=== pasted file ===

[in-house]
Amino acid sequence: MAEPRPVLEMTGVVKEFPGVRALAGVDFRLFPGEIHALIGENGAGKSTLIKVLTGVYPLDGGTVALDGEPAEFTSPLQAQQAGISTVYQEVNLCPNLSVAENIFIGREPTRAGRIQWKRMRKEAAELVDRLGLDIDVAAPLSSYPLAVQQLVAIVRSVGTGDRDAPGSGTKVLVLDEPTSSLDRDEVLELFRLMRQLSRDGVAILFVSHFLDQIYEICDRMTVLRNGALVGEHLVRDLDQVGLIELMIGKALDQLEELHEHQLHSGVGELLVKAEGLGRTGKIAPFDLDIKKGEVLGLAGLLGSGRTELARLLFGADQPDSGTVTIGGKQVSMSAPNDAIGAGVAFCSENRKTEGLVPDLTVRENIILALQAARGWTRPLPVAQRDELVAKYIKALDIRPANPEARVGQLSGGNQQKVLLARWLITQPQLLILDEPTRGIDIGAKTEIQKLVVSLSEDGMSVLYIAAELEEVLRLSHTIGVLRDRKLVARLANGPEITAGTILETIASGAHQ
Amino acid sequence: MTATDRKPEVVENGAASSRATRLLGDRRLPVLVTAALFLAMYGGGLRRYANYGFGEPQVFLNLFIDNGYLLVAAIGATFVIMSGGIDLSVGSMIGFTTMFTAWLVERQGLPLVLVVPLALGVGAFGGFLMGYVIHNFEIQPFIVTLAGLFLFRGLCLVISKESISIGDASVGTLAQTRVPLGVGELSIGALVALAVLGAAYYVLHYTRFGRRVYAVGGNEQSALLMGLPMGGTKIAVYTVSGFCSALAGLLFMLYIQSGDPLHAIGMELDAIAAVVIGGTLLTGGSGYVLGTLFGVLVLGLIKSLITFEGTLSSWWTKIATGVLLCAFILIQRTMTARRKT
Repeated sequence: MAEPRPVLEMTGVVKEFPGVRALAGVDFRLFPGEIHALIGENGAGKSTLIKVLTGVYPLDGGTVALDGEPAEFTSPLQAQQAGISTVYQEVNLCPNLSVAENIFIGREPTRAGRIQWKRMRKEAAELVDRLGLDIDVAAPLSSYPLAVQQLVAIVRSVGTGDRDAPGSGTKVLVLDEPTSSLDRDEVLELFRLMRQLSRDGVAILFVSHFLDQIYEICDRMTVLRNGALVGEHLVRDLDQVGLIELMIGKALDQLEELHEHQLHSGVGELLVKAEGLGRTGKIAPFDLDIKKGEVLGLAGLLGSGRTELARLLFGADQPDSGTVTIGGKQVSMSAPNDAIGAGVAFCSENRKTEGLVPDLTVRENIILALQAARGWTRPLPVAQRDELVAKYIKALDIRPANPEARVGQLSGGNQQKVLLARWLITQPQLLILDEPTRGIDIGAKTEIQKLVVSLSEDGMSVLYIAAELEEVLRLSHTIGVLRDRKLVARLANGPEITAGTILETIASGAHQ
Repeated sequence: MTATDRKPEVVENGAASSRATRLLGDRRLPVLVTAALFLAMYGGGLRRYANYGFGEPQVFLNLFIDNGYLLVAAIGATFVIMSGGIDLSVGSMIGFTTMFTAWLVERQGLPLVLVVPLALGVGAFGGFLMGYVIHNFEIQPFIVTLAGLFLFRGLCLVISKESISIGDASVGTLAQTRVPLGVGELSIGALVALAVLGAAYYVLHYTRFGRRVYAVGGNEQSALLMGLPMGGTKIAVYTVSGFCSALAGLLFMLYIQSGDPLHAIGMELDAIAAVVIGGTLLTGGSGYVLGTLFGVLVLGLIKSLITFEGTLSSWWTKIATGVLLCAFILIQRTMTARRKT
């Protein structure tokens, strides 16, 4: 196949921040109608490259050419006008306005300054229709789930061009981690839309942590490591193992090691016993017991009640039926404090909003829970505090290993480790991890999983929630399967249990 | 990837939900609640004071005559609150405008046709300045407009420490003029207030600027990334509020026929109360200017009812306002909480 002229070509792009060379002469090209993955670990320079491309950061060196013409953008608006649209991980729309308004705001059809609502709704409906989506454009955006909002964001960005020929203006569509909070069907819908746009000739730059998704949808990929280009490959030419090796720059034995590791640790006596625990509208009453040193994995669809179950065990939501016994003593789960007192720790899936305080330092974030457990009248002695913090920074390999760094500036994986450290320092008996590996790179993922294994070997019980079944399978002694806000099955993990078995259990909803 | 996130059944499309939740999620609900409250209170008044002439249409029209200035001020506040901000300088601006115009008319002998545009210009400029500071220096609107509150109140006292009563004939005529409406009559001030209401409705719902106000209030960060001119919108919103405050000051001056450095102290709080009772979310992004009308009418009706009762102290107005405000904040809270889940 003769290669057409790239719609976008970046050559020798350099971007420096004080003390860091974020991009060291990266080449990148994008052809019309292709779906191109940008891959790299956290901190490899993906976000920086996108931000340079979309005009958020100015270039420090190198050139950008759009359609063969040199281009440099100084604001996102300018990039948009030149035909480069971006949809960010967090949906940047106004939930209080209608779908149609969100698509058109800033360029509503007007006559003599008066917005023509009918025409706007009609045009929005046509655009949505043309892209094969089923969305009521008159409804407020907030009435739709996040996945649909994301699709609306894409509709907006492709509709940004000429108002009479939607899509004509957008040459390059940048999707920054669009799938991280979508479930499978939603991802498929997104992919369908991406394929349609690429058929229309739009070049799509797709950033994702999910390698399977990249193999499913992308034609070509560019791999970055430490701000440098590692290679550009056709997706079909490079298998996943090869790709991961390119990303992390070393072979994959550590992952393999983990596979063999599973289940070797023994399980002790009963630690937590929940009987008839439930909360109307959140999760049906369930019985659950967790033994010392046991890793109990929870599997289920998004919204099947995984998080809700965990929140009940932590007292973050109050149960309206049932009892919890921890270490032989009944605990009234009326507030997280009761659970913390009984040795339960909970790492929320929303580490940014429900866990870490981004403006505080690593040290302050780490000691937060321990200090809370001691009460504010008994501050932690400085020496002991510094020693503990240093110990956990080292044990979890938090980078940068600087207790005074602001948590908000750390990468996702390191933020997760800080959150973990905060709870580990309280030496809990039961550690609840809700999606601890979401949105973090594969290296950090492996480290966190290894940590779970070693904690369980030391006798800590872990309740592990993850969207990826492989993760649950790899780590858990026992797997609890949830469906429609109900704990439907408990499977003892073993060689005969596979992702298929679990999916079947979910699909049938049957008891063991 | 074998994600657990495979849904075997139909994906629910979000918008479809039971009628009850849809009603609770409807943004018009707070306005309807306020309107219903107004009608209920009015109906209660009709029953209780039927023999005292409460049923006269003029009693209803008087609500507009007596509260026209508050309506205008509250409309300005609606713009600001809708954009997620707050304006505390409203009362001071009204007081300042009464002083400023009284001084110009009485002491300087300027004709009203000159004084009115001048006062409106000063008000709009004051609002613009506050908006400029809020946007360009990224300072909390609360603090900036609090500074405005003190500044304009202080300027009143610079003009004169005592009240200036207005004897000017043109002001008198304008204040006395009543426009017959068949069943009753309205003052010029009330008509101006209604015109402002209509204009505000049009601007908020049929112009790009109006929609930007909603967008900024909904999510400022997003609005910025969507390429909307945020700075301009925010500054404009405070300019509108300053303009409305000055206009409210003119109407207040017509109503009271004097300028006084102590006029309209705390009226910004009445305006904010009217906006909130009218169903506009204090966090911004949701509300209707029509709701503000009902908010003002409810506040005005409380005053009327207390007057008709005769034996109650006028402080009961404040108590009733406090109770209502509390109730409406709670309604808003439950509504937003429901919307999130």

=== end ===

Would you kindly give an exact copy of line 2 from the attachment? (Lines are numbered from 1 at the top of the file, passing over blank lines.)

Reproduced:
Amino acid sequence: MAEPRPVLEMTGVVKEFPGVRALAGVDFRLFPGEIHALIGENGAGKSTLIKVLTGVYPLDGGTVALDGEPAEFTSPLQAQQAGISTVYQEVNLCPNLSVAENIFIGREPTRAGRIQWKRMRKEAAELVDRLGLDIDVAAPLSSYPLAVQQLVAIVRSVGTGDRDAPGSGTKVLVLDEPTSSLDRDEVLELFRLMRQLSRDGVAILFVSHFLDQIYEICDRMTVLRNGALVGEHLVRDLDQVGLIELMIGKALDQLEELHEHQLHSGVGELLVKAEGLGRTGKIAPFDLDIKKGEVLGLAGLLGSGRTELARLLFGADQPDSGTVTIGGKQVSMSAPNDAIGAGVAFCSENRKTEGLVPDLTVRENIILALQAARGWTRPLPVAQRDELVAKYIKALDIRPANPEARVGQLSGGNQQKVLLARWLITQPQLLILDEPTRGIDIGAKTEIQKLVVSLSEDGMSVLYIAAELEEVLRLSHTIGVLRDRKLVARLANGPEITAGTILETIASGAHQ